Tony Blair has issued a stark warning to David Cameron that the Northern Ireland peace process could yet unravel if the Government pursues former IRA terrorists for atrocities committed during the Troubles.
The former Prime Minister accused the current Government of making a mistake by ripping up guarantees given to so-called on-the-run fugitives that they would not be prosecuted for crimes committed before the Good Friday Agreement in 1998.
He warned that the peace process was “fragile still” and had been undermined by the Northern Ireland Secretary’s announcement last year that around 200 letters to republicans assuring them they were not being pursued by the UK authorities were worthless.
“Would I have done that? No,” Mr Blair told the Northern Ireland Select Committee.
“I am not here to criticise but all I’m saying to the people in government now is that you inherited a peace process that worked. So be careful with it because it is fragile still. That’s all I’m saying.”
Mr Blair had at first declined to appear before the committee, which is investigating the botched decision to assure a suspect in the murder of four soldiers in a bombing in Hyde Park in 1982 that he was not wanted for any terrorism offences.
That assurance, in a letter from the Government, led to the collapse of his prosecution and prompted an independent inquiry that concluded John Downey should never have been given such a guarantee.
However, following the intervention of the Speaker, Mr Blair agreed to attend the hearing where he faced fierce criticism from Unionist MPs for the secretive deals.
In his evidence Mr Blair defended the principle of on-the-run letters, insisting that without them the Northern Ireland peace process could quite conceivably have collapsed altogether.
He said Sinn Fein would have walked away and added dealing with on-the-runs was central to republicans’ acceptance of the overhauled police service in 2007.
“We almost lost the thing,” he said. “So, look, I understand the anxiety, I really do. But you’ve got to understand what I was trying to achieve.”
He added: “If we had not managed to find a way to get ourselves over what was a horribly difficult period we would not have got the [ministerial] executive up in May 2007. The Northern Ireland peace process was the right thing to do.”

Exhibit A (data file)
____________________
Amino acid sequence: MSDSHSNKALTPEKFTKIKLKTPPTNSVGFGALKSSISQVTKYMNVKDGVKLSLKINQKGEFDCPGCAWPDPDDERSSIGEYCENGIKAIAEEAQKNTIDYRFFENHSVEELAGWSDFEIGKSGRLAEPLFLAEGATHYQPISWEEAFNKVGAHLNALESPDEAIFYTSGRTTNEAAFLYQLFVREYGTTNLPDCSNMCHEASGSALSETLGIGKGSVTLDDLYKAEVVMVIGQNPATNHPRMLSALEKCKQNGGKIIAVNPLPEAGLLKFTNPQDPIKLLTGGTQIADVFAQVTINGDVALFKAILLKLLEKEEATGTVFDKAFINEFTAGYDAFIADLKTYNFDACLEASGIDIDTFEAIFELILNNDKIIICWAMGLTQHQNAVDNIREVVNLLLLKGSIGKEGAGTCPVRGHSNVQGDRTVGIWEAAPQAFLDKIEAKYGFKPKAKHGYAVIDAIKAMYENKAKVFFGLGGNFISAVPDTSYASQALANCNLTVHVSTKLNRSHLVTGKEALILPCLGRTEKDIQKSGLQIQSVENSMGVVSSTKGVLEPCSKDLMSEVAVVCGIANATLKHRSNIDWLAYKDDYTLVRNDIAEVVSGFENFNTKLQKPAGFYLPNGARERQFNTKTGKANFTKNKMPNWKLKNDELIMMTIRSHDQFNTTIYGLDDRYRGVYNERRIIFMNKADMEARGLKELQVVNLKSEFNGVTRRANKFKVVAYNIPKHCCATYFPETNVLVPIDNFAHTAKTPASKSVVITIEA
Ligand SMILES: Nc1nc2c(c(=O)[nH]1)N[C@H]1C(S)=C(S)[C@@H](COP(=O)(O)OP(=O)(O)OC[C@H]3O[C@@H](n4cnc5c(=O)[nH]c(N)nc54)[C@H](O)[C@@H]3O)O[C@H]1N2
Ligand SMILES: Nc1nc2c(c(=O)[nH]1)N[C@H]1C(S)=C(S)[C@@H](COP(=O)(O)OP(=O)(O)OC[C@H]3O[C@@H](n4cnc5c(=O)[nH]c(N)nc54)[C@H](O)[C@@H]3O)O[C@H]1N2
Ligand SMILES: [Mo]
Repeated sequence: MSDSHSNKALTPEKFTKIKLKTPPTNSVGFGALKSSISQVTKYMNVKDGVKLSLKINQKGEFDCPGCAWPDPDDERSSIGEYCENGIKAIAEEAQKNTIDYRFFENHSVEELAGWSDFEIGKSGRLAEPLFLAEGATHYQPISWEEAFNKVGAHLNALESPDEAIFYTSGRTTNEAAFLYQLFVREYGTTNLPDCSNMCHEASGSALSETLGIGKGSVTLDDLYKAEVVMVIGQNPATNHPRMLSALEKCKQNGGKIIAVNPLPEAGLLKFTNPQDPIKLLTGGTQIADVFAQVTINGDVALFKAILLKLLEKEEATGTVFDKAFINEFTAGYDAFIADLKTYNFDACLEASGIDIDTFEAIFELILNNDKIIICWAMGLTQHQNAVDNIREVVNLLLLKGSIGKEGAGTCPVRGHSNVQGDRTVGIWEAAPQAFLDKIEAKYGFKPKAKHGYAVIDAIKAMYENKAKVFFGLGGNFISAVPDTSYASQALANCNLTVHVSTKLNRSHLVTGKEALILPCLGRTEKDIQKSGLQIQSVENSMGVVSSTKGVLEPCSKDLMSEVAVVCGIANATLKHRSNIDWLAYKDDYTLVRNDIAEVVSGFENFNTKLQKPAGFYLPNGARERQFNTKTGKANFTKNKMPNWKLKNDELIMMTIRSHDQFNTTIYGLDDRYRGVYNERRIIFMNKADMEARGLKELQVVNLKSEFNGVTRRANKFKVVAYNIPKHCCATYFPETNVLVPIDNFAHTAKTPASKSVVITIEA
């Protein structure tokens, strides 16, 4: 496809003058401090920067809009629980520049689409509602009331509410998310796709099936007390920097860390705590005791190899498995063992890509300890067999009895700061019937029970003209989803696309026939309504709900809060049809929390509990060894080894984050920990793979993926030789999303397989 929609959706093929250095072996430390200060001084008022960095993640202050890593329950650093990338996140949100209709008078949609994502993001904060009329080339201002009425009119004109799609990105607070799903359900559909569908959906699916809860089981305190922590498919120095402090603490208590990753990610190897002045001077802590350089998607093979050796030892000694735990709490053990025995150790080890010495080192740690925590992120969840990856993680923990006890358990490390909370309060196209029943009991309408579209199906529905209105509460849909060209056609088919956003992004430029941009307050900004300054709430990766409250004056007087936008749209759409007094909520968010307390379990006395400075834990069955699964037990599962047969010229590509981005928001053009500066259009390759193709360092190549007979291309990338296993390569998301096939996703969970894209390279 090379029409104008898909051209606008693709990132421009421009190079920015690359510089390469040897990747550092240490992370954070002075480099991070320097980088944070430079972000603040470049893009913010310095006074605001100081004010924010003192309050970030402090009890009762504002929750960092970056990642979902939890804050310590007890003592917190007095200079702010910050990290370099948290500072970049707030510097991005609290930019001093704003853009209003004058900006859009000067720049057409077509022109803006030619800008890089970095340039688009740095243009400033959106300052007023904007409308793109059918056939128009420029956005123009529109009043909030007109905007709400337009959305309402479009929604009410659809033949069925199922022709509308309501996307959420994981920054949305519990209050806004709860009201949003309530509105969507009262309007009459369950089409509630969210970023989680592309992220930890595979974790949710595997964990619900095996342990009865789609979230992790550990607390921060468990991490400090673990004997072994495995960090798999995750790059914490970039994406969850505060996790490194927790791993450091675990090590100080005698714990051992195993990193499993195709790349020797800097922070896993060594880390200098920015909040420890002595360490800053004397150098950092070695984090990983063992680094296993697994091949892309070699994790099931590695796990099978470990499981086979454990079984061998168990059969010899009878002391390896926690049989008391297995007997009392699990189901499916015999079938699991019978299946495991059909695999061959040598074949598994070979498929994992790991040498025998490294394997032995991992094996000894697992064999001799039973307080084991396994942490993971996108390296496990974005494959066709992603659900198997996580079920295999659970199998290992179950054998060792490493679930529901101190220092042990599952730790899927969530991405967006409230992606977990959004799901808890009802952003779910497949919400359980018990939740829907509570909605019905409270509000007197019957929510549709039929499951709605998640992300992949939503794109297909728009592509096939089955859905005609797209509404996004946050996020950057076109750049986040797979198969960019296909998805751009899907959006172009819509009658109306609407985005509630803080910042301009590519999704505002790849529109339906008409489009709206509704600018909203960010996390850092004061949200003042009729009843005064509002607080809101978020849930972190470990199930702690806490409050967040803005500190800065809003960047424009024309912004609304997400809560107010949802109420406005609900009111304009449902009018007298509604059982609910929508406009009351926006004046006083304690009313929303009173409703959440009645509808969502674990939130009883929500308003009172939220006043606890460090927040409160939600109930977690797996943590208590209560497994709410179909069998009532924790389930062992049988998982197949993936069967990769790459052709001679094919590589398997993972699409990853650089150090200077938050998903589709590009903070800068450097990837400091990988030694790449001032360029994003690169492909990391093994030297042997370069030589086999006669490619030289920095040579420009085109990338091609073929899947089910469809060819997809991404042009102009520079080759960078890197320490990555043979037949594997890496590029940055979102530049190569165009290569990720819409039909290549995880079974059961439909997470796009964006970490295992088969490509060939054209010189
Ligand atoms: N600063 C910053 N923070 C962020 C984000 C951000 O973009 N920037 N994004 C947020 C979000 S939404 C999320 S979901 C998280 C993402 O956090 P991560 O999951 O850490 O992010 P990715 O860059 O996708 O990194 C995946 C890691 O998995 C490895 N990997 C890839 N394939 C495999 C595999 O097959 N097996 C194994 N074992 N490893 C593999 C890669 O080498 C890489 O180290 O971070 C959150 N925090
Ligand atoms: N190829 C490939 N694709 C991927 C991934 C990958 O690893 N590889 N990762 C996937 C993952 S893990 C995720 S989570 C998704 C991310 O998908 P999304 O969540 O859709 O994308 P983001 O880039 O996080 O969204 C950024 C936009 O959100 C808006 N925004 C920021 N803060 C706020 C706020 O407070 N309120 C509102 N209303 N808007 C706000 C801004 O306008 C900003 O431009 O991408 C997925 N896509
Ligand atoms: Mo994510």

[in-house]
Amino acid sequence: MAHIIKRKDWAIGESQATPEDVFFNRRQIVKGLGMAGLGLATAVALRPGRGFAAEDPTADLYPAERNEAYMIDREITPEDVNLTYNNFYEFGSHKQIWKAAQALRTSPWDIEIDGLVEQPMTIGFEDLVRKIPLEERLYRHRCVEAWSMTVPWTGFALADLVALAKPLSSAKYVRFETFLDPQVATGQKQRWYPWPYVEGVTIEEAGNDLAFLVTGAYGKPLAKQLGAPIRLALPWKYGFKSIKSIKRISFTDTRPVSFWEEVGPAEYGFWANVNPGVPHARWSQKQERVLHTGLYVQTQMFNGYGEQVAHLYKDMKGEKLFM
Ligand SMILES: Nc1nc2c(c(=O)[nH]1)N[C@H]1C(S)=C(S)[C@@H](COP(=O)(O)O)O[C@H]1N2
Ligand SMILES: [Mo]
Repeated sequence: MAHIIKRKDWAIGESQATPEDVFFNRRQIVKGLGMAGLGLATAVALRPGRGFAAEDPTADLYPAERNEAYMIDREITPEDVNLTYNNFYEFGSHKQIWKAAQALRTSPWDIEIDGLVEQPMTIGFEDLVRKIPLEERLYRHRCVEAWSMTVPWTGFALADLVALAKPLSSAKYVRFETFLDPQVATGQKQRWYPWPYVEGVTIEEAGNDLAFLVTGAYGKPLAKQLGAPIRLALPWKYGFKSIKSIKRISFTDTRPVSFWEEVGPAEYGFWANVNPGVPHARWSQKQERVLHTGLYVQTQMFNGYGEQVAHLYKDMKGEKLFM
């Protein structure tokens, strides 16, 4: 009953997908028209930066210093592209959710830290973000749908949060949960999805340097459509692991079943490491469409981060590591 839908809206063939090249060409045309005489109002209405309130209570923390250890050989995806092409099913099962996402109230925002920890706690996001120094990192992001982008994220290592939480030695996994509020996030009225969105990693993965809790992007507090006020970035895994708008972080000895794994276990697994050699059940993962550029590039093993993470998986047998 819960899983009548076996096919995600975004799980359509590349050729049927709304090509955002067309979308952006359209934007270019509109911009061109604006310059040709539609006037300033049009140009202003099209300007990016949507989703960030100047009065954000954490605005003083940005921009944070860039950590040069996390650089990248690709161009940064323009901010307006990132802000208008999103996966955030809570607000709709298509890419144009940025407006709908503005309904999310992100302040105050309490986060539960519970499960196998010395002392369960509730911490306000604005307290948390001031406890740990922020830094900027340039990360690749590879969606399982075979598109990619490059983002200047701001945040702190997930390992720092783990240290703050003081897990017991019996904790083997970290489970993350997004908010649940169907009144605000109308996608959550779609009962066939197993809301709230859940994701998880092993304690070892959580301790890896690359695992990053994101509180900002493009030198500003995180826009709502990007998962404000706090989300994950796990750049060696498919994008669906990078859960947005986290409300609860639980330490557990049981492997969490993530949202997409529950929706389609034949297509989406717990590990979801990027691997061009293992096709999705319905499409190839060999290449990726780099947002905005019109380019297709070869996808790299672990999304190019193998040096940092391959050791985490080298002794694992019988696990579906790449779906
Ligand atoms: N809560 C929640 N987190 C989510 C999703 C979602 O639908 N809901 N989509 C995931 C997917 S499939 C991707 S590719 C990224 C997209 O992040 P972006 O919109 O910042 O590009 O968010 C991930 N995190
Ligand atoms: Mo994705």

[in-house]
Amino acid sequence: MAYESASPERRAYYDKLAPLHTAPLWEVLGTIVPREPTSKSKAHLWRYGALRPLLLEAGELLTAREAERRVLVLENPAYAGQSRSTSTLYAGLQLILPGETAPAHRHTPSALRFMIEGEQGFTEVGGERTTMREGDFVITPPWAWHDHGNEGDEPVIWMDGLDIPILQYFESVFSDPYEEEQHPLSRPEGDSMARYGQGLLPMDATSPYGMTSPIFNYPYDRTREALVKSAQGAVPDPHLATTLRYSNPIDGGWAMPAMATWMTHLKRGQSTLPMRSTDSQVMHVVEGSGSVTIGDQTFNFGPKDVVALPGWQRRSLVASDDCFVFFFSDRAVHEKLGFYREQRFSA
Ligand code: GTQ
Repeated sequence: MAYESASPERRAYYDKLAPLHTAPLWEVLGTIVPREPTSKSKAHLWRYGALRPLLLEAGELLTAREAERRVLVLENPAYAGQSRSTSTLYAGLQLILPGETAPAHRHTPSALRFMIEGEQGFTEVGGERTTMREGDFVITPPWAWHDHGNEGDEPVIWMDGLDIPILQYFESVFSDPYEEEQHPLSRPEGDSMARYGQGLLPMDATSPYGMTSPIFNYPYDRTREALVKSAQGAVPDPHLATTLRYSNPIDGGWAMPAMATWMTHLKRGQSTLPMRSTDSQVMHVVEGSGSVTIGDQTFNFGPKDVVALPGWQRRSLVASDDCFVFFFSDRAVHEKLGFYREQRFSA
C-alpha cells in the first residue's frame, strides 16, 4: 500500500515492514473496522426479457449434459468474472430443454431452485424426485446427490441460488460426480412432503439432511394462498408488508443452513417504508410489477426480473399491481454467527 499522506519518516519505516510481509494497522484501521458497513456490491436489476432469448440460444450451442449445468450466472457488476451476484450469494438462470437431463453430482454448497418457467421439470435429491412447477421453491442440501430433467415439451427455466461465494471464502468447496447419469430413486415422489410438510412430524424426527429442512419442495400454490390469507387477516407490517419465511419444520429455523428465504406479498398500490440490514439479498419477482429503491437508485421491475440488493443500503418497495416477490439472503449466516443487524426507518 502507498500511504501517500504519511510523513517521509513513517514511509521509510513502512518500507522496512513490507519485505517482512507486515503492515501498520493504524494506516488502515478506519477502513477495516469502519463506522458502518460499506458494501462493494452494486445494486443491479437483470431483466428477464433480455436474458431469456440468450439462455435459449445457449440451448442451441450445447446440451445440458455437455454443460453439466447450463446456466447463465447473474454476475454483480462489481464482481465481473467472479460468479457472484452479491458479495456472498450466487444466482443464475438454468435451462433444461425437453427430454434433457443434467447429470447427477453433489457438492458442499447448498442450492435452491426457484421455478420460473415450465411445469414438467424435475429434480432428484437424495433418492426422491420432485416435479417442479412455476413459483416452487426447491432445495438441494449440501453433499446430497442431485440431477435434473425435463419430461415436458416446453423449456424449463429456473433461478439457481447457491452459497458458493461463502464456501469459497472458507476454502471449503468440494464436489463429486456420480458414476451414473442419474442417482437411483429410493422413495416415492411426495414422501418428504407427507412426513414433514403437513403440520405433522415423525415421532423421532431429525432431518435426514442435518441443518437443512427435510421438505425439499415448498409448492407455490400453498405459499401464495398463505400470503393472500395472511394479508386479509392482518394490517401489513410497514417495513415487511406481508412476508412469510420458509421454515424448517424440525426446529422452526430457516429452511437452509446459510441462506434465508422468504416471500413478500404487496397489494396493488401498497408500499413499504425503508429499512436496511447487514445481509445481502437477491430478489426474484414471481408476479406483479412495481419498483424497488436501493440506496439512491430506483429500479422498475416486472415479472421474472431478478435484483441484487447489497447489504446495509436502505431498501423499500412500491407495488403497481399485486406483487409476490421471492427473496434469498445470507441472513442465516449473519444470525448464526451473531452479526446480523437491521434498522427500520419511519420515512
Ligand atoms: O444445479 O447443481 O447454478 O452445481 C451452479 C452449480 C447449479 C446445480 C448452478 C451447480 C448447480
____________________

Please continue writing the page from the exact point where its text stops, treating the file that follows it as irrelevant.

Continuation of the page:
Mr Blair said he wanted to establish a proper system which dealt with all on-the-runs, including those fugitives who did face prosecution, but his government was unable to do so after political opposition forced the scrapping of proposed legislation. “Right from the outset our desire for on-the-runs was to bring into place a scheme that would apply to everybody, the equivalent of the Good Friday Agreement for prisoners, but we were not able to find a way of doing that, so we dealt with this by way of an administrative process,” he said.
But he insisted that because a comprehensive agreement had not been reached letters should only have gone out to those people who were not wanted in connection with any terrorism offence as had been agreed. He added that he took responsibility for the structural problems with the scheme. However he pointed out that he had been out of office for some time and had never heard of Mr Downey before the case ended. He added there were numerous opportunities to correct the mistake more recently.
“The purpose of everything we have done was to create peace in Northern Ireland so that there were not more victims of terrorism and more families distressed and losing loved ones,” he said.
“It was not an amnesty, it was not secret, but it nevertheless dealt with one part of the problem.”
Republican retreat: Blair to speak in US?
Tony Blair has been invited by US Republicans to speak at their annual retreat in Hershey, Pennsylvania, which takes place on Thursday and Friday. The party will discuss issues including the economy, healthcare, immigration and border security.
Mr Blair’s office did not respond to requests for confirmation of the invitation. The comedian Jay Leno is also on the guest list.
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